Two developments in recent years have made the cruise missile a more viable weapon, experts say. In the past, guidance and propulsion limitations hindered the ability of most nations to pursue effective land attack cruise missiles, according to Steven J. Zaloga, senior missile analyst with the Teal Group defense consulting firm. But now, these "two big stumbling blocks" are being overcome.
First, the Global Positioning System has revolutionized flight control systems and is useful for both cruise missile guidance and commercial autopilot systems.
"The advent of [GPS] has probably done more to draw attention to cruise missile proliferation than any other event," noted Christopher Bolkcom, CRS national defense analyst, at the June Senate hearing on the cruise missile threat. "Today's standard GPS signals offer global accuracy of better than 10 meters [33 feet]."
Second, highly efficient turbofan engines designed for business-jet use are becoming widely available. These engines also make effective cruise missile propulsion systems. Customers buying business-jet engines and commercial GPS guidance systems on the open market likely won't attract much attention.
Bolkcom described the problem as technology that hides in plain sight because of the market for these dual-use capabilities.
Once missiles get into circulation, analysts caution, there may be very little warning of an impending attack. Even if the intelligence community feels the threat is still some years off, there are concerns the US may be surprised by a cruise missile attack. A September Pentagon briefing by a senior defense official noted that there have been repeated and significant intelligence lapses in recent years.
In addition to the Sept. 11 attacks, the US was surprised by how advanced the Iraqi nuclear program was after the Gulf War, by the state of the North Korean missile program when a Taepo Dong missile overflew Japan in 1998, and by how advanced al Qaeda's WMD work was when discovered in Afghanistan.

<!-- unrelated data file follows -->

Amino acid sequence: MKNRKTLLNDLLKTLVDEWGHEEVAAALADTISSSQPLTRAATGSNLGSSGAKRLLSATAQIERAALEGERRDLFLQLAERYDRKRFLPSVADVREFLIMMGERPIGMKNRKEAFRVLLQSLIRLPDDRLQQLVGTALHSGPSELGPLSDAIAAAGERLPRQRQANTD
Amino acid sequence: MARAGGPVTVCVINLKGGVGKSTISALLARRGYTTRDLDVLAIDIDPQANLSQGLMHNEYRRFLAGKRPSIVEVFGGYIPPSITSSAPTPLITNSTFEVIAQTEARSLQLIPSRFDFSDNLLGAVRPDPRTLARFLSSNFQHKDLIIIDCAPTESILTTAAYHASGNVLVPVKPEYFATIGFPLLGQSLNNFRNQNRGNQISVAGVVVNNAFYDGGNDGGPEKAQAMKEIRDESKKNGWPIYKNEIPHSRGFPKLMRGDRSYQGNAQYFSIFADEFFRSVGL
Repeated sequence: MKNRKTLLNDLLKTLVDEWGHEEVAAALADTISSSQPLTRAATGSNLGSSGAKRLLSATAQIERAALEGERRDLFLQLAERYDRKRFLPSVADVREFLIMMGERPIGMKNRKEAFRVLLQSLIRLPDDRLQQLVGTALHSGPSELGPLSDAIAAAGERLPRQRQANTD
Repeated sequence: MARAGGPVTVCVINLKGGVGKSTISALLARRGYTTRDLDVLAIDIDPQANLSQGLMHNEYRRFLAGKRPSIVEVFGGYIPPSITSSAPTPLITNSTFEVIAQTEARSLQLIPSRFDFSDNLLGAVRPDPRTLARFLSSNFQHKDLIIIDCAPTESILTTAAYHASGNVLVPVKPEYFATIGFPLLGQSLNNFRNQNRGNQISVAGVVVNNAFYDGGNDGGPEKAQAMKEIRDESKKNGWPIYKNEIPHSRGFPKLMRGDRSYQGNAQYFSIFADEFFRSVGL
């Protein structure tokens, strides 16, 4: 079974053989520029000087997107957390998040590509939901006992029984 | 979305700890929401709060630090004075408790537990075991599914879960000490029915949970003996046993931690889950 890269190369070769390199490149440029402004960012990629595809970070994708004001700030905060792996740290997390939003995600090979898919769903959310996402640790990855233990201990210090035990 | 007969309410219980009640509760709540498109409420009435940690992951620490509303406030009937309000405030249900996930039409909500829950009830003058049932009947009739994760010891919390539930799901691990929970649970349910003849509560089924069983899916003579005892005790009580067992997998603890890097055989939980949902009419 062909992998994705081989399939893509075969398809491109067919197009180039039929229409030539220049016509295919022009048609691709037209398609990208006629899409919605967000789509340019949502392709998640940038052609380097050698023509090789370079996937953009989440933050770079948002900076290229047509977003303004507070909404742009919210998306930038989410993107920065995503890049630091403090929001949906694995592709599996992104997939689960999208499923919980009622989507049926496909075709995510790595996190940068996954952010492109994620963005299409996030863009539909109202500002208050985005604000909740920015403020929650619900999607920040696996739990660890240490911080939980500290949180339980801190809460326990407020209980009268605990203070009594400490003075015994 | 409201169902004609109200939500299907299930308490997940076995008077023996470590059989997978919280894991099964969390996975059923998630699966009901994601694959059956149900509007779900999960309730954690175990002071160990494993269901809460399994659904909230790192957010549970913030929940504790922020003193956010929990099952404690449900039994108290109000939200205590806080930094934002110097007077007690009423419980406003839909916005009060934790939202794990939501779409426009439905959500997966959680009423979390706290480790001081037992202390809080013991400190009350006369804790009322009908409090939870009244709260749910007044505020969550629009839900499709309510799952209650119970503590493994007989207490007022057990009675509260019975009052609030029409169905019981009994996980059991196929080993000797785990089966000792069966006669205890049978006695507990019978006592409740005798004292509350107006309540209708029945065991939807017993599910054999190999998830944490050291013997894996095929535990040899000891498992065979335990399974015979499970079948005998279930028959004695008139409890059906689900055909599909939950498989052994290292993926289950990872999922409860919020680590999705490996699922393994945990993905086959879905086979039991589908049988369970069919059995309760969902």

Bolkcom testified that, in 1998, many were caught off guard when the French sold "an accurate, long-range, potentially stealthy" variant of their Apache cruise missile, called Black Shahine, to the United Arab Emirates. Experts call the Apache missile the cruise missile weapon of choice.
There was concern in 1998 that the UAE sale would spur similar sales of advanced Chinese and Russian cruise missiles, but so far this has not occurred.
The Defense Department has limited cruise missile defenses in place today, with better capabilities on the way. Sensor and air superiority aircraft, terminal defenses, and command-and-control systems offer some protection, though largely as a by-product.
The Air Force's most prominent cruise missile defenses reside in Alaska, where 18 F-15Cs at Elmendorf Air Force Base are equipped with advanced radars capable of tracking and targeting multiple incoming cruise missiles.
These Eagles were upgraded by Boeing in 2000 with Active Electronically Scanned Array radars. The upgraded AESA radars, called the APG-63(V)2, allow the F-15 to take full advantage of its air-to-air missiles and can simultaneously guide Advanced Medium-Range Air-to-Air Missiles to multiple targets.
The Elmendorf F-15s are the first aircraft in the world to employ AESA technology for combat. This capability will be the foundation for future Air Force fighter upgrades.